I have just buried the family dog.  Well, I’m pretty sure she thought she was my dog even though strictly speaking she belonged to David, one of my sons.  Cleo, for that was her name, used to follow me everywhere.  If I went for a shower, she waited on the landing.  If I worked at my computer, she lay nearby waiting for me to do something more interesting. If I gardened, she accompanied me waiting for me to dig up stones (she preferred stones to balls).  Every morning we went for a walk together across the fields near here and she would wait at every stile and gate for a treat. 

She didn’t only own me, the front door belonged to her too.  Anyone who entered the house via the front door, i.e. most people, received a noisy welcome.  The various postmen we have had over the years were understandably wary of her – but that was because they triggered noisy barking by pushing stuff through the letterbox on the front door; her door.

Cleo had been with us just one month short of seven years.  She was a rescue dog of uncertain age, probably about seven when she came.  7 + 7 = 14, a reasonable age for a dog.  She had never been ill when, suddenly, last week she stopped eating.  For a couple of days, morning walks continued with no apparent loss of enthusiasm but, after four days of not eating, I took her to the vet. She always became a quivering wreck at the vets, making it hard to listen to her heart beat or get a sensible pulse reading.  Anyway, after listening with a stethoscope for a long time, the vet said ‘This dog has a lot of issues’.  Apparently, Cleo had an enlarged heart and liver, a serious heart murmur and probably a blockage somewhere explaining why she had stopped eating.  Cleo stayed in hospital that night on a drip to see if she would perk up and the next day came home for one last weekend.  My sons came home from London to say their goodbyes.  Cleo was pleased to see them but by now displays of enthusiasm were muted and she was no longer interested in any walks.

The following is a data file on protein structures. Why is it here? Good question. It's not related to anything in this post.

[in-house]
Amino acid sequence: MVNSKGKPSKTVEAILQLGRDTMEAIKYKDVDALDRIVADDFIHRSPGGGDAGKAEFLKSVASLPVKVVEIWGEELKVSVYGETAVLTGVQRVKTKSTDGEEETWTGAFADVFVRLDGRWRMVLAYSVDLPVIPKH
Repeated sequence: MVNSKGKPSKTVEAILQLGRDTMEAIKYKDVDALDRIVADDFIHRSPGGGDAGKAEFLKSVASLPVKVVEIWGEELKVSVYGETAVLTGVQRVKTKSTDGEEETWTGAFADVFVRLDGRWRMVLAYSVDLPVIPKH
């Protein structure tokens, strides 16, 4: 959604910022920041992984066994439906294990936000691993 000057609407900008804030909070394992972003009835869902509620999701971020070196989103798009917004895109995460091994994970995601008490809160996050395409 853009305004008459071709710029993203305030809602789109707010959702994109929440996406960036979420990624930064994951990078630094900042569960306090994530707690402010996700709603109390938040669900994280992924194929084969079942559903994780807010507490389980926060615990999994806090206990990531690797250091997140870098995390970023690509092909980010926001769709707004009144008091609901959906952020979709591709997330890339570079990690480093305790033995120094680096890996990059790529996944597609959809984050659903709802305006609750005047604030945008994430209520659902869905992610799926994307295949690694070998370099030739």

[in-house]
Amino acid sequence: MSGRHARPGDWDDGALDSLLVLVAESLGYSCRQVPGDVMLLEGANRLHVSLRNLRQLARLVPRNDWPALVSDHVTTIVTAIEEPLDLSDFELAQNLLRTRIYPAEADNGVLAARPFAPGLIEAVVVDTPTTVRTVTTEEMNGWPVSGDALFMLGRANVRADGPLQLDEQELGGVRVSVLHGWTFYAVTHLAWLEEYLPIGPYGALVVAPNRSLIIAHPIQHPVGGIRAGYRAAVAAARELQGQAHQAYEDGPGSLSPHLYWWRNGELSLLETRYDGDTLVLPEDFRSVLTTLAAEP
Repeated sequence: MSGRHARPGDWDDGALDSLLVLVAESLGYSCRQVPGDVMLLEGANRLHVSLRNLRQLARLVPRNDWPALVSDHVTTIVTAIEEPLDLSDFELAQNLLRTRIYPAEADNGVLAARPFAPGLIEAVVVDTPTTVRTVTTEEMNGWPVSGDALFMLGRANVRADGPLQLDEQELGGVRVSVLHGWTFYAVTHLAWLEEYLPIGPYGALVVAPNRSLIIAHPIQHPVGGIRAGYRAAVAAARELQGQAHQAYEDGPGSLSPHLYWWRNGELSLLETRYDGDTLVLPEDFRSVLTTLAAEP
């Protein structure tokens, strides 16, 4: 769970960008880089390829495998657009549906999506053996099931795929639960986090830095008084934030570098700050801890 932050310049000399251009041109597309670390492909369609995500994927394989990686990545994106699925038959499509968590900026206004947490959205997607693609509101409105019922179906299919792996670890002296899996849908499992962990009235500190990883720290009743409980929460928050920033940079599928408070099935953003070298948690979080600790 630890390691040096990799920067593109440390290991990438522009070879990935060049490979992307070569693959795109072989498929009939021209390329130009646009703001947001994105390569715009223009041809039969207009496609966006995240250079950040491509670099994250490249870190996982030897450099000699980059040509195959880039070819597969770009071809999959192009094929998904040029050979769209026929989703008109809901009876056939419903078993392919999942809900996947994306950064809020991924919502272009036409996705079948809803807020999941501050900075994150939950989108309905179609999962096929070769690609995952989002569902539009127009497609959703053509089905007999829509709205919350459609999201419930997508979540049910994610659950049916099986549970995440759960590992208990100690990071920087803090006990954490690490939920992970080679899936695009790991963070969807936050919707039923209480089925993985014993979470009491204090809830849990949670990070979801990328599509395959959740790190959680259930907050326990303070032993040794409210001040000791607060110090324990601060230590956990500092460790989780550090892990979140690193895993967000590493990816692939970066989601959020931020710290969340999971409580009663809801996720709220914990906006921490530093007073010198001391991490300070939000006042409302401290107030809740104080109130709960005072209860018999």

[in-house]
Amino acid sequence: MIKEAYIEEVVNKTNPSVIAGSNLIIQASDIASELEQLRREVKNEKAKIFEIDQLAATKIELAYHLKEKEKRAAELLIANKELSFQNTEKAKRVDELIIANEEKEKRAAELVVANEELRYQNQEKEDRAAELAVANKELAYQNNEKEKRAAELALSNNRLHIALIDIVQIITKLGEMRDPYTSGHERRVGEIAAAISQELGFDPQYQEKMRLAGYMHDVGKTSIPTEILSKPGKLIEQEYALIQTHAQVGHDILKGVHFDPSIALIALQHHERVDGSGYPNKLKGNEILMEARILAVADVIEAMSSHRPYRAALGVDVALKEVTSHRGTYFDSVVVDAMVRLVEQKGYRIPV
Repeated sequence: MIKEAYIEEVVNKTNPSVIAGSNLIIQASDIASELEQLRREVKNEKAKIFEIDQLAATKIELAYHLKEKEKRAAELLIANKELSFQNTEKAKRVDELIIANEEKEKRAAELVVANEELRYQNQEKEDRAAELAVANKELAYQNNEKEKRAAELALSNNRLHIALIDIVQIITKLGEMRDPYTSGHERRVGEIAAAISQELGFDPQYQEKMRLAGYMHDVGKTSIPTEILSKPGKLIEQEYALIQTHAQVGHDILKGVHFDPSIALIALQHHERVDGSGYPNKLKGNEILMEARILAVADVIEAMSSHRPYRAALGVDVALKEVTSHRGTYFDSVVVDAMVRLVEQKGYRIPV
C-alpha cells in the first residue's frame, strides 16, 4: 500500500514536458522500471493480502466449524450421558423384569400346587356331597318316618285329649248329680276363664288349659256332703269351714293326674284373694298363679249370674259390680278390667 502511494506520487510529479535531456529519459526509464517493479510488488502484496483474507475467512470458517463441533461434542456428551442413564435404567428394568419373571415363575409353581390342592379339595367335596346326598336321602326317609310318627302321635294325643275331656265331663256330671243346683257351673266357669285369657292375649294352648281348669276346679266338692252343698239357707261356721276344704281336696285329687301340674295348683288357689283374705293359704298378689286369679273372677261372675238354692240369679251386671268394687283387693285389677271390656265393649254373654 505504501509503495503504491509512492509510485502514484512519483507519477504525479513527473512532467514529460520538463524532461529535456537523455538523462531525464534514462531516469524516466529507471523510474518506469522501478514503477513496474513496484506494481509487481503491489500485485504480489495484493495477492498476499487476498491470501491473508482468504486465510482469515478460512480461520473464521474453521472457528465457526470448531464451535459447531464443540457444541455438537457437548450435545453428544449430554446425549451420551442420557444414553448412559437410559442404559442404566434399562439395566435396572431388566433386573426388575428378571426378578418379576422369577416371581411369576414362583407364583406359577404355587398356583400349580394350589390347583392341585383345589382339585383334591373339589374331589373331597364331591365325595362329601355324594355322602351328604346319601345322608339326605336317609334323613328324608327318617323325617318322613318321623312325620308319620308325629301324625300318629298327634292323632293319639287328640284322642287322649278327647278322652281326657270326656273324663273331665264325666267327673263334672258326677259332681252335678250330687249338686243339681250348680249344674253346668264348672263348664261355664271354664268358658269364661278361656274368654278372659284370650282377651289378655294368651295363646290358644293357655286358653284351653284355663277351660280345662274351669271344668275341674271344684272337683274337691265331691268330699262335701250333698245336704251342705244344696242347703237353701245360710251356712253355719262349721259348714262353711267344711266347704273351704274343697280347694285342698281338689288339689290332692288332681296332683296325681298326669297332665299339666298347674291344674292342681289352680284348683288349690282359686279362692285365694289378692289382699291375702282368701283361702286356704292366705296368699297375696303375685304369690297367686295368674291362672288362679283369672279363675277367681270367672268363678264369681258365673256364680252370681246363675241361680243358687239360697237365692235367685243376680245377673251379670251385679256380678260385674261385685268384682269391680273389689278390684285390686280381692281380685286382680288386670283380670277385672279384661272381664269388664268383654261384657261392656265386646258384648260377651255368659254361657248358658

So, Monday came and, feeling that I shouldn’t have the power to do this, I phoned the vet to arrange for Cleo to be put down; in other words, killed.  The vet said she’d be with me in 10 minutes (I was a coward and didn’t tell Cleo).  When I let the vet and her accomplice in through the front door, Cleo didn’t bark.   Within a few minutes the deed was done and Cleo sank down lifeless on her favourite cushion.  Digging the grave at the bottom of the garden was hard work after weeks of dry weather.  It needed a pickaxe.  If neighbours had seen me slaving away I felt sure they’d have suspected that I had murdered my wife!

By coincidence (I assume it was a coincidence), the very next day The Times published the following in Poet’s Corner:

Four-Feet by Rudyard Kipling

I have done what most men do,

And pushed it out of my mind;

But I can’t forget, if I wanted to,

Four-Feet trotting behind.

Day after day, the whole day through –

Wherever my road inclined –

Four-Feet said, ‘I’m coming with you!’

And trotted along behind.

Now I must go by some other round –

Which I shall never find –

Somewhere that does not carry the sound

Of Four-Feet trotting behind.

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